A "sure" thing
I don’t plan on blogging much about the daily routine of my volunteer work placement because I expect it to become like other past teaching situations. You get into the rhythm of the environment and the teaching day then weeks become months and months become terms. Before you know it, it’s time to meet a new intake of students. So before this term is over, here are a few of my reactions and thoughts at the end of my first week teaching in Vientiane.
My students at the Institute of Foreign Affairs (IFA) are Lao government employees from both Vientiane and the Provinces who are completing English language training certification. Students attend classes full time for 20 weeks after being admitted to the course and assessed as to their level. There are currently three levels at IFA with about 30 students per class. We’re housed in a brand-new building which opened only a couple of months ago in the Vientiane suburbs. Despite the searing heat outside at this time of the year, the rooms and facilities at IFA are all air-conditioned so we’re physically comfortable but then I have to steel myself at the end of the day in order to endure the 30-minute walk home. My wide-brimmed hat is a necessity even at 4pm.
We have quite a cosmopolitan teachers’ room at IFA with two Canadians, two Australians, a Singaporean and a Colombian, who is here on a two month volunteer placement to deliver a Spanish course. Three Lao teachers complete the team and they are the teachers responsible for each of the levels. The international volunteers supplement the core government language program with specific language skills input. I’m taking over Writing and Grammar until December from one of the Aussies who heads home at the end of this month.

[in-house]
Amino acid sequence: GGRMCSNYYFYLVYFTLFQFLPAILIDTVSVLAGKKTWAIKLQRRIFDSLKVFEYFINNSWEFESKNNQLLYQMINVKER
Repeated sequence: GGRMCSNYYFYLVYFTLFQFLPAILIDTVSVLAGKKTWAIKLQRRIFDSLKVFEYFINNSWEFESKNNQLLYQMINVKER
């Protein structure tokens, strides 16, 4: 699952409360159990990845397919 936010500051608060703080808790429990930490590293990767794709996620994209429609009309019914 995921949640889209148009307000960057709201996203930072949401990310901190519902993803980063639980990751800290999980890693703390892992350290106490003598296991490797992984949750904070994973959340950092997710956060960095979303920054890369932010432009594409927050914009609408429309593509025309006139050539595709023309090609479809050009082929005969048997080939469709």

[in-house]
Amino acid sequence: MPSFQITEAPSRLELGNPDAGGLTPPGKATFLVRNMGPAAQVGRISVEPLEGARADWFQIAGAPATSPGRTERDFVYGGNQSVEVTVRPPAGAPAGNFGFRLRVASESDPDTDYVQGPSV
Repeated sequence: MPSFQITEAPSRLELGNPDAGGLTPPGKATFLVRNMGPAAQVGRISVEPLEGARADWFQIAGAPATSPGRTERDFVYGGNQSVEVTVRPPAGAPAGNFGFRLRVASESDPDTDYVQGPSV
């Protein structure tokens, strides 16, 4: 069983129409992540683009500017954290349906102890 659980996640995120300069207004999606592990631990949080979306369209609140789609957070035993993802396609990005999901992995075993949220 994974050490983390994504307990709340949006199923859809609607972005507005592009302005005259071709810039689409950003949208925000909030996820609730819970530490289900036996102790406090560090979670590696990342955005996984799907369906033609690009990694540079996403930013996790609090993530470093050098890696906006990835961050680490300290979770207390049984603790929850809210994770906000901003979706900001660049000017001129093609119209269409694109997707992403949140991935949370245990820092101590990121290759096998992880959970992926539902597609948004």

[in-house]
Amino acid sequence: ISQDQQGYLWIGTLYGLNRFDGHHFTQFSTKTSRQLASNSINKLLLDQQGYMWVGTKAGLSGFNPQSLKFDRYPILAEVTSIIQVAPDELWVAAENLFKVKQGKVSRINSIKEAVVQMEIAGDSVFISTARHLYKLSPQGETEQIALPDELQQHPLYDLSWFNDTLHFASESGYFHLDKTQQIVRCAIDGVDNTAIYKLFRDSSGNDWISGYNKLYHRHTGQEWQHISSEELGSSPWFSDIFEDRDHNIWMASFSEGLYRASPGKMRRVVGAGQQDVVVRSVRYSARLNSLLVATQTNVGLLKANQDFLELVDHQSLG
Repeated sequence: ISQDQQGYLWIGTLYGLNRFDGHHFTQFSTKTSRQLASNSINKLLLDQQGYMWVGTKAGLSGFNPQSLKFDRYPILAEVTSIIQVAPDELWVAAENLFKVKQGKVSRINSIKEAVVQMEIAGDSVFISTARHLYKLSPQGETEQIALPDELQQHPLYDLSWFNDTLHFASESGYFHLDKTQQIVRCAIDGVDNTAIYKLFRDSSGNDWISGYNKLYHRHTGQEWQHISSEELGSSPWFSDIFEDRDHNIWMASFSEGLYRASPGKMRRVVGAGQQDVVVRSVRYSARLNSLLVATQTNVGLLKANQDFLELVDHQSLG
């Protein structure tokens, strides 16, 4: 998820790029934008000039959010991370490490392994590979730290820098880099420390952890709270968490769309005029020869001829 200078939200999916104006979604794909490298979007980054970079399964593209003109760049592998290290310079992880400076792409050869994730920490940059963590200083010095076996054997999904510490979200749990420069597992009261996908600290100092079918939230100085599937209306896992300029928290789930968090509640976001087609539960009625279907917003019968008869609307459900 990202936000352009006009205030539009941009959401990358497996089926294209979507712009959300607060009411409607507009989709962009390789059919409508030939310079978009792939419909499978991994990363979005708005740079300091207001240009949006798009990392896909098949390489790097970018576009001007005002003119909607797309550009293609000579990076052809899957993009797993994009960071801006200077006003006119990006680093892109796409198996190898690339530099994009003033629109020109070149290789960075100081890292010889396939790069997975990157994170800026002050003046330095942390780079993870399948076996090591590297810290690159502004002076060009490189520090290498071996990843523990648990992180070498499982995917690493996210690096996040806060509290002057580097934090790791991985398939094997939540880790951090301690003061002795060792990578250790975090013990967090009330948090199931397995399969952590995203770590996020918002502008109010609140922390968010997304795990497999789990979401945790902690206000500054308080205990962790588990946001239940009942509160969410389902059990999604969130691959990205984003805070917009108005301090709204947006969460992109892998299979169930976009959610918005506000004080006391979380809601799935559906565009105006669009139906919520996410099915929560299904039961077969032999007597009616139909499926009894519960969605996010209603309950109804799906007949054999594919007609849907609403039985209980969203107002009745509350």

I’m bowled over by the IFA facilities and organization. Classrooms are all equipped with whiteboards and projectors. Students are seated around tables in groups of 6 and there are adequate power outlets around the room if students want to use laptops or other devices. Each module has monitors who take responsibility for cleaning the board in between classes and ensuring working board pens and water for the teacher. I goofed this week in Module 2 and wrote all over the board in indelible marker. In any other school or institute I’d have been scrambling to fix the “damage” and apologizing to the janitors but the monitors just shrugged and said they’d take care of it. I was told before I came here that Laos people are very relaxed and laid back...they are indeed!
In the teachers’ room we each have our own desk and a computer terminal with Wifi and there’s a coffee-maker, water cooler and fridge. If I want to make photo-copies I can in the resource centre where I keep running across old-friends in the form of text books I once used. In addition to a computer lab for teaching IT, IFA has board and conference rooms which could be used when teaching presentation skills. This is hands-down the best-equipped teaching facility I have encountered in my 30 years working in EFL.
The students are a delight! They represent a range of ages and there are as many men as women. They call me “sure” or at least that’s how it sounded to me. At first I thought I was hearing “Sir” and wondered if they’d mixed up “Sir” and “Ma’am”. Nisha, my Singaporean colleague, explained that’s what students say in Singapore too. It’s short for teacher!